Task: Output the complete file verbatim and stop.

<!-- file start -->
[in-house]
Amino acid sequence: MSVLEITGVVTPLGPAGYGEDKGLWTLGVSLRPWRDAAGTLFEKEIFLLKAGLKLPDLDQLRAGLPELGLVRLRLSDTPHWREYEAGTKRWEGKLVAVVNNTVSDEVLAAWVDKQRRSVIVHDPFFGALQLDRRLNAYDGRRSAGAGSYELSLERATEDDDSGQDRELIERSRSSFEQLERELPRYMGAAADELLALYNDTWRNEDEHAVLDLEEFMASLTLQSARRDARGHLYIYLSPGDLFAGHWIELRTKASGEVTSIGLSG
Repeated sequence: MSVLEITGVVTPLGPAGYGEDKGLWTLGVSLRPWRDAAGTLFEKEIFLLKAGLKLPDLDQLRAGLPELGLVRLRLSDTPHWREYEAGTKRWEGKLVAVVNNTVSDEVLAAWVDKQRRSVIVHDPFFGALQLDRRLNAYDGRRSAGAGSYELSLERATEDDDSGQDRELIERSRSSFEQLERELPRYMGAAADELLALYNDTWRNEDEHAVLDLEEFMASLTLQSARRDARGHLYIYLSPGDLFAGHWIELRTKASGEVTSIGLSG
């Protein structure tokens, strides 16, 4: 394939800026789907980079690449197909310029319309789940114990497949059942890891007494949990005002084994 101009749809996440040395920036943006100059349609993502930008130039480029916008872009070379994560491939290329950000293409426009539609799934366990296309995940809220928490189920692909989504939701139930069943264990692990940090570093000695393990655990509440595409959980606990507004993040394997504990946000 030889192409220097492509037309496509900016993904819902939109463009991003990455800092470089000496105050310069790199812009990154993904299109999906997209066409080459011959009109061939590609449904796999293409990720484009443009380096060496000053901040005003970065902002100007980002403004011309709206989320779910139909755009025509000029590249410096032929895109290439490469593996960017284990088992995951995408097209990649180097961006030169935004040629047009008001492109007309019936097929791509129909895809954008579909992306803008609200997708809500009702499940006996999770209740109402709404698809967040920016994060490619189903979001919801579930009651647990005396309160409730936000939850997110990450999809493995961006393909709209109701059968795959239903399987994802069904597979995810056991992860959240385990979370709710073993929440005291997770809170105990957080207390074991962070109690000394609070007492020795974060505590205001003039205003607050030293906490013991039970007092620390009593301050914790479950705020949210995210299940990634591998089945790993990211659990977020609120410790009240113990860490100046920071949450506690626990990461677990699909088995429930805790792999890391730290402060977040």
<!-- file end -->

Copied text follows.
[in-house]
Amino acid sequence: MSVLEITGVVTPLGPAGYGEDKGLWTLGVSLRPWRDAAGTLFEKEIFLLKAGLKLPDLDQLRAGLPELGLVRLRLSDTPHWREYEAGTKRWEGKLVAVVNNTVSDEVLAAWVDKQRRSVIVHDPFFGALQLDRRLNAYDGRRSAGAGSYELSLERATEDDDSGQDRELIERSRSSFEQLERELPRYMGAAADELLALYNDTWRNEDEHAVLDLEEFMASLTLQSARRDARGHLYIYLSPGDLFAGHWIELRTKASGEVTSIGLSG
Repeated sequence: MSVLEITGVVTPLGPAGYGEDKGLWTLGVSLRPWRDAAGTLFEKEIFLLKAGLKLPDLDQLRAGLPELGLVRLRLSDTPHWREYEAGTKRWEGKLVAVVNNTVSDEVLAAWVDKQRRSVIVHDPFFGALQLDRRLNAYDGRRSAGAGSYELSLERATEDDDSGQDRELIERSRSSFEQLERELPRYMGAAADELLALYNDTWRNEDEHAVLDLEEFMASLTLQSARRDARGHLYIYLSPGDLFAGHWIELRTKASGEVTSIGLSG
């Protein structure tokens, strides 16, 4: 394939800026789907980079690449197909310029319309789940114990497949059942890891007494949990005002084994 101009749809996440040395920036943006100059349609993502930008130039480029916008872009070379994560491939290329950000293409426009539609799934366990296309995940809220928490189920692909989504939701139930069943264990692990940090570093000695393990655990509440595409959980606990507004993040394997504990946000 030889192409220097492509037309496509900016993904819902939109463009991003990455800092470089000496105050310069790199812009990154993904299109999906997209066409080459011959009109061939590609449904796999293409990720484009443009380096060496000053901040005003970065902002100007980002403004011309709206989320779910139909755009025509000029590249410096032929895109290439490469593996960017284990088992995951995408097209990649180097961006030169935004040629047009008001492109007309019936097929791509129909895809954008579909992306803008609200997708809500009702499940006996999770209740109402709404698809967040920016994060490619189903979001919801579930009651647990005396309160409730936000939850997110990450999809493995961006393909709209109701059968795959239903399987994802069904597979995810056991992860959240385990979370709710073993929440005291997770809170105990957080207390074991962070109690000394609070007492020795974060505590205001003039205003607050030293906490013991039970007092620390009593301050914790479950705020949210995210299940990634591998089945790993990211659990977020609120410790009240113990860490100046920071949450506690626990990461677990699909088995429930805790792999890391730290402060977040």